The first assist was to Dustin Byfuglien. It was midway through the first period Saturday when Torey Krug attempted a pass out of the Bruins’ defensive zone, in the direction of Reilly Smith. But the Jets’ Byfuglien picked off the puck and went in on the Bruins net.
Byfuglien’s shot was saved by Tuukka Rask, but he nabbed the rebound, skated around the back of the net, around the left circle, and tried again. This time, he was successful.
But that wasn’t where it ended for Krug, whose defensive liabilities occasionally have cropped up in a season in which he’s been a significant offensive asset. Fortunately for him and for the Bruins, Krug proved yet again to have a short memory in a game that went Boston’s way, 4-1, at TD Garden.
As coach Claude Julien said, “No, his confidence will never lack. He’s very assured by what he can bring.”
Because Krug had come back with a vengeance, starting with a beautiful feed to Daniel Paille for the Bruins’ first goal, the defenseman passing up the shot in favor of an open Paille to the right of Ondrej Pavelec. Paille’s strike tied the game at 14:06 of the first.
The next two Bruins goals were all Krug, with the shots coming from long range. The first was aided by a screen by the just-recalled Justin Florek at 3:08 of the second period. The second went off Jacob Trouba and past Pavelec at 7:18, with help from Carl Soderberg in front. The three points were a career high in a game for Krug.
“He’s a great skater and he finds those lanes and he can shoot the puck, but he also got a minus on that first goal, so I’m sure he wanted to get that back,” Rask said. “And he got it back big-time.”
Krug had started the season on fire, rocketing to the top of the goal scorers among defensemen. He had tailed off lately, with just two points in his last 10 games. His last goal was nearly a month ago, Dec. 8 at Toronto, and still Krug entered the day tied for fourth among defensemen with eight goals. He finished the game tied for first, with Ottawa’s Erik Karlsson and Nashville’s Shea Weber.
Asked if he had felt pressure to score, Krug — who sat out Thursday’s practice for “maintenance” — said, “A little bit.”
He added, “Any time you aren’t contributing the way maybe you were before, you get frustrated. All you can do is help the team win and when you’re not contributing it’s tough, but it is a good feeling when you get the first one.”
So at the same time that Krug is proving his importance in playmaking in the offensive end, there remain areas in which he needs to improve, as he matures in his game at the NHL level. There is certainly some risk-reward with Krug — even, sometimes, in the same game.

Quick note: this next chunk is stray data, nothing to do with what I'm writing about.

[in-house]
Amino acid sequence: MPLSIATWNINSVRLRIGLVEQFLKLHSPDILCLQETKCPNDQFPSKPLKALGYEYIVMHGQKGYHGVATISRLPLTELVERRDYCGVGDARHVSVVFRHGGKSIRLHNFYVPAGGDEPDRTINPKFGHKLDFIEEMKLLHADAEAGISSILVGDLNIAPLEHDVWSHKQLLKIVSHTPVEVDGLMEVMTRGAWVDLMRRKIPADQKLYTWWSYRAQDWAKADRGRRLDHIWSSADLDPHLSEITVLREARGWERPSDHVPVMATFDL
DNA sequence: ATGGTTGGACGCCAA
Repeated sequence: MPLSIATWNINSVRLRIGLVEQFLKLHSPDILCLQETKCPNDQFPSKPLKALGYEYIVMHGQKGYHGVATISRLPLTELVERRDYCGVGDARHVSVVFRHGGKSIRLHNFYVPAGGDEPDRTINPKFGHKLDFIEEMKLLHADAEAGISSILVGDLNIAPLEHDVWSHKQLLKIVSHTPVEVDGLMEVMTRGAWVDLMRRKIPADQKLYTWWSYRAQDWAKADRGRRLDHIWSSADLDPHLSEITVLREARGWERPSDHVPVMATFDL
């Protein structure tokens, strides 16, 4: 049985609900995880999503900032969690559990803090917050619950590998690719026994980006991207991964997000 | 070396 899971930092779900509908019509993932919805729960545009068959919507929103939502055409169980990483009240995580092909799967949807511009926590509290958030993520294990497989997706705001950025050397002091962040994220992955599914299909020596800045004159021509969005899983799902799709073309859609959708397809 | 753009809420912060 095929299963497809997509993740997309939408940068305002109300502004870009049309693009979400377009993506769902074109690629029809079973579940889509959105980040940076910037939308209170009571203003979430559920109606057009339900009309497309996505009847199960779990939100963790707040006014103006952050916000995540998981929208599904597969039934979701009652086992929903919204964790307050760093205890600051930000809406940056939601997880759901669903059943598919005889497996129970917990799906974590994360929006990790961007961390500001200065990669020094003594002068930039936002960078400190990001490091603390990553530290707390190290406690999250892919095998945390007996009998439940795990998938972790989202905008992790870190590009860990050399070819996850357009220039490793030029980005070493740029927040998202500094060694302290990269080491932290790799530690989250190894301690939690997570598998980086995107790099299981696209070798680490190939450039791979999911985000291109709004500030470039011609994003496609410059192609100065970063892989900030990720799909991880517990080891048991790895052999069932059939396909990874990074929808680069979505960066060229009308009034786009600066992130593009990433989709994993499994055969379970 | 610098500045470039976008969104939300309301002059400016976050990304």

“When he’s on top of his game offensively, he makes things happen,” Julien said, specifying that he thinks Krug has had a great season. “Just a few times it’s about him making safe plays at times and that’s a part of his game that he’s working on right now, but I liked his game a lot [Saturday].”
Asked what Krug needs to continue to work on, Julien said, “We’ve seen times where he’s forced passes and they get picked off. I think he really feels like he needs to make a play every time he’s got the puck and sometimes it’s just about making the safe play. It doesn’t have to always be a big play.”
The game had started out feisty, with seven penalties between the teams in the first 5:51. Two of those were a result of fights, the first between Zdeno Chara and Chris Thorburn, the second two seconds later between Matt Fraser and James Wright.
But after allowing that first goal, it was also a game that the Bruins took under their control. They cleaned up their second-period issues, getting both Krug goals in the period, and then added an insurance tally by Smith at 9:59 of the third.
Mostly this game was about Krug — the good and the bad — leading the Bruins to a win over the Jets in a game they needed with a difficult trip coming up through Anaheim, Los Angeles, and San Jose.
“It was important,” Krug said. “There’s three teams, I think Claude mentioned, they’ve lost collectively six games at home between the three teams [in regulation], so for us we know it’s going to be tough getting points in there and we wanted to finish our little homestand on a high note.”Amalie Benjamin can be reached at firstname.lastname@example.org. Follow her on Twitter @amaliebenjamin.